It's Your Life, You Know
It's Your Life, You Know
by Dee Bowman
Life is filled with perplexities, puzzlements of various sorts. It has odd turns: seemingly insignificant things sometimes turn out to be terribly significant; things that aren’t supposed to work out, but sometimes do; and things that seemingly should work out, but don’t. Life is a tangled web, a knotty, mostly inexplicable web. Man seeks to describe it, to explain it, and he can’t. All he can do is live it.
But don’t despair. There is more to life than just an inexplicable maze of un-related and un-controllable events. Actually, God made life, and it is to Him that we must turn for information concerning its proper management. Life can be a zesty, fulfilling experience, even in the face of difficulty or adversity, if it is lived in accordance with the designs of the Maker. Otherwise it’s just an empty shell lived without meaning and with little genuine happiness attached to it.
First, let it be carefully observed that a life divorced from God has little meaning. Solomon paints a sordid picture of life in Ecclesiastes. He says that the sun rises and goes down over and over. He says that one generation comes and another passes away. He says that the weather forecast really doesn’t change that much—that one cold front follows another, that “that which is crooked cannot be made straight and that which is wanting cannot be numbered” (Eccl. 1:15). Paul the Apostle echoes the same sentiment when he exclaims, “if in this world only we have hope, we are of all men most miserable (1 Cor. 15:19). So let it first be noted that a good life begins by getting in touch with God.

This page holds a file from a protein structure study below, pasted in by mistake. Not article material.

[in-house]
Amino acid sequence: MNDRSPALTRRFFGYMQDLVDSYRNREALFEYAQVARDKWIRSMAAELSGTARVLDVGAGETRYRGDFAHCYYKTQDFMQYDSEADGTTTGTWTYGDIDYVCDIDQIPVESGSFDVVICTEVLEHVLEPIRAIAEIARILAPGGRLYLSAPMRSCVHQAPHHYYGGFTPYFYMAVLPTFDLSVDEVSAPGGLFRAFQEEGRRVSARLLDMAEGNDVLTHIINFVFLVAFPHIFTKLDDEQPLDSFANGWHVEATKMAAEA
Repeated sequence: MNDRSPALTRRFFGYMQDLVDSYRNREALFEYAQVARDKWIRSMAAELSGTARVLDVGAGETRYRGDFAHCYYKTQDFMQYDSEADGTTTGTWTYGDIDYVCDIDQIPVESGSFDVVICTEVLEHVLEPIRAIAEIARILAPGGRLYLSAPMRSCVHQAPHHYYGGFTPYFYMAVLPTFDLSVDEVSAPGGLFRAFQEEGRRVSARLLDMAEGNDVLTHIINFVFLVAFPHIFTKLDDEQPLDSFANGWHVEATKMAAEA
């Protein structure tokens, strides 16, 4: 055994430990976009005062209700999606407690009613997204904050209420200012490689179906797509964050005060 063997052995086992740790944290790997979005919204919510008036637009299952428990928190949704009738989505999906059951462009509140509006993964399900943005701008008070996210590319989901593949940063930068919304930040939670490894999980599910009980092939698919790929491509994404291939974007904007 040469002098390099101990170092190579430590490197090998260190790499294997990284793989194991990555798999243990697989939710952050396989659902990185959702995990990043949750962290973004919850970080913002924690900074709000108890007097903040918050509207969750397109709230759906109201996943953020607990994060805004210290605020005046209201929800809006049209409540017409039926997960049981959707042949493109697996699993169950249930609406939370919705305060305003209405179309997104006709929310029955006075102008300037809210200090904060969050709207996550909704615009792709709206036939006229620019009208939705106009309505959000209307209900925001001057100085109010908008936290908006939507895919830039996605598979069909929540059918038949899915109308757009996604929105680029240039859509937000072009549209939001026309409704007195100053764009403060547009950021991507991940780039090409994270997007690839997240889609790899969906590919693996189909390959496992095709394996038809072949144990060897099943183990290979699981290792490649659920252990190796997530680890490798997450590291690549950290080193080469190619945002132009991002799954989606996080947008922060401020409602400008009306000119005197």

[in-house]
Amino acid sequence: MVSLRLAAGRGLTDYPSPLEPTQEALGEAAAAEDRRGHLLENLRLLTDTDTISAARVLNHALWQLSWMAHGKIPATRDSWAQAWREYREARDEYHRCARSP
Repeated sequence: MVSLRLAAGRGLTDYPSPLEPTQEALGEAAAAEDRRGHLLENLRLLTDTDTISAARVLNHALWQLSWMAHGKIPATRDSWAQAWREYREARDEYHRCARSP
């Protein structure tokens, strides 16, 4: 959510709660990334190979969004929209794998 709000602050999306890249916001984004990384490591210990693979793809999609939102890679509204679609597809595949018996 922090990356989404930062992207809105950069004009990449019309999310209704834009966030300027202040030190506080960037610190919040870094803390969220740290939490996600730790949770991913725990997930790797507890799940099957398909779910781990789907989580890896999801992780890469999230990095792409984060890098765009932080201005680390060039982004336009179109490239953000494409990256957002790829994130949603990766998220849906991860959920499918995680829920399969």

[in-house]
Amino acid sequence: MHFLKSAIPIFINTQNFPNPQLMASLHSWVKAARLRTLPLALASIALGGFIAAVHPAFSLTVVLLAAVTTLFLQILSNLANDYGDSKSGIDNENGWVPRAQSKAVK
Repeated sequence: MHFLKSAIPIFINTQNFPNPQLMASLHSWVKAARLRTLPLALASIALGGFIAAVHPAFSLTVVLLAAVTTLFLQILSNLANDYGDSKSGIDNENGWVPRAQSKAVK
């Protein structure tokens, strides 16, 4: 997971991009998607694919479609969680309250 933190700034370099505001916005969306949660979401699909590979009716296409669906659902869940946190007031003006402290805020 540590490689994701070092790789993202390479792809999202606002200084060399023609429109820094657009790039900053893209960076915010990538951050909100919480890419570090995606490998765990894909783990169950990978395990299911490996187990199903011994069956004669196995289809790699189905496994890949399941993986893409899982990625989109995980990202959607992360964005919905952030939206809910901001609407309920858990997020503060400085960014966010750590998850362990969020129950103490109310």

Life has meaning when it generates service. Service is the essence of life. To put oneself at the disposal of others is to bring meaning to life, to be a part of society, to bring honor to the Creator. We are “all members one of another” (Rom. 12:5). That means that we are joined in service to one another. We don’t all have the same talent, but we all have some talent with which to serve. Want a fulfilling life? Put yourself at the disposal of others. Get out of yourself and get involved in serving others.
Life has meaning when it is motivated by love. Love is the divine energizer. It brings things about. It generates the motion necessary for everything from good marital relationships, to good congregations of God’s people. Actually, what is not motivated by love is of little value in the ultimate reality. Love broadens, softens, actuates, disciplines, clarifies, joins, repairs, and is behind every sort of human happiness. Love and you’ll be loved. Love and you’ll be blessed—even when things go wrong.
Furthermore, life has meaning when it is pointed in the right direction. “I am the way, the truth, and the life,” is Jesus’ way of saying, “point your life toward me or it will have no real meaning.” The Hebrew writer must have had this concept in mind when he said we should run the race “with patience, looking to Jesus, the author and finisher of our faith.” To look in the wrong direction is disastrous, folks! You’ll have a wreck for sure.
Finally, faith is the substance for giving life real meaning. A life that has been lived without any connection to the life hereafter is foolish indeed. More than that, it’s a terrible waste! Even the light afflictions are made easier to bear, the disappointments easier to shoulder if there is faith in the Eternal. “Our light affliction worketh for us a far greater and eternal weight of glory, while we look not at the things which are seen, but at the things which are not seen. For the things which are seen are temporal, but the things which are not seen are eternal” (2 Cor. 4:17-18). You should know by now that “faith is the substance of things hoped for, the evidence of things not seen (Heb. 11:1). Our faith is the basis for our hope. If we look in the right direction, we will see it, off in the distance there, eternal life, a life worth living!